Thursday, July 26, 2012

666: The Chick-Fil-A Controversy and the Mark of the Beast

He also forced everyone, small and great, rich and poor, free and slave, to receive a mark on his right hand or on his forehead, so that no one could buy or sell unless he had the mark, which is the name of the beast or the number of his name. This calls for wisdom. If anyone has insight, let him calculate the number of the beast, for it is man’s number. His number is 666. (Revelations 13:16-18, NIV)

Recently, Dan Cathy, President of Chick-Fil-A, ignited a firestorm by “admitting” that the owners of Chick-Fil-A support the traditional, biblical definition of marriage. As a result of his comments, Chick-Fil-A has been vilified in the press and political leaders in both Boston and Chicago are seeking to ban Chick-Fil-A from doing business. The controversy has raised serious questions for Christians in business. One of the questions is, “Can one hold Christian convictions and do business in the marketplace?”

This is not a new problem. Christians all over the world have faced this throughout history and even today. Furthermore, Revelation 13 addresses this very issue. I don’t have time to go into a full explanation of Revelation 13, but I do want to make a few observations. First, when the original readers first read this, the image of the Beast most likely caused them to think of the Roman Empire. While the beast was indeed the Roman Empire, he did not pass away with the fall of Rome.  The beast and his ten horns represent all the worldly rulers who persecute the Church.  They are the worldly governments throughout history who have blasphemed God and sought to destroy his people.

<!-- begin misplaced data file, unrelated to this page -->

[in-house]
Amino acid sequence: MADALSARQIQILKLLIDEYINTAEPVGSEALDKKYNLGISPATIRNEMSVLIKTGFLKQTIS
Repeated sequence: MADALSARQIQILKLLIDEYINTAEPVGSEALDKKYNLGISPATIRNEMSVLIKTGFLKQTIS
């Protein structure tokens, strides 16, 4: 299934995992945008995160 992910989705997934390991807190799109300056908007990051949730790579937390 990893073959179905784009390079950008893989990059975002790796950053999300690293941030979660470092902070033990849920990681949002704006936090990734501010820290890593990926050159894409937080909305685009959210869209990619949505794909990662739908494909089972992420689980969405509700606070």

The mark of the beast has been grist for the rumor mill throughout the ages. In recent years, people have speculated that the mark would be a bar code imprinted on our hands, or a computer chip implanted under our skin that would be used to replace currency. Some groups are suspicious of Social Security numbers and cards, suspecting that they may be the mark of the beast.

People enjoy talking about the mark of the beast and offering up conspiracy theories in the same way that they enjoy a good ghost story. It is sort of fun to be spooked a little. However, if we focus on some sort of physical fulfillment of this prophecy instead of interpreting it in light of Scripture, we will miss the point. The result will be that we fear a false danger while the real danger goes undetected.

The idea of having a mark on one’s hand and head is not novel to the book of Revelation. In Bible days, slaves often bore the mark of their masters. We also find a similar symbol in the Old Testament in the book of Deuteronomy. The first person to command us to have a mark on our hands and our head was not the beast, but God through the prophet Moses.

In Deuteronomy 6:6-9, we read,
These commandments that I give you today are to be upon your hearts. Impress them on your children. Talk about them when you sit at home and when you walk along the road, when you lie down and when you get up. Tie them as symbols on your hands and bind them on your foreheads. Write them on the doorframes of your houses and on your gates. (NIV)

When the Pharisees of Jesus day read this, they took it literally. So, they wrote the law of God on little scrolls and put them in boxes on their hands and heads called phylacteries. However, that was not God’s point at all. When God instructed his people to bind the law of God to their hands and foreheads, he was commanding them to have the law in all that the do (hands) and all that they think (heads).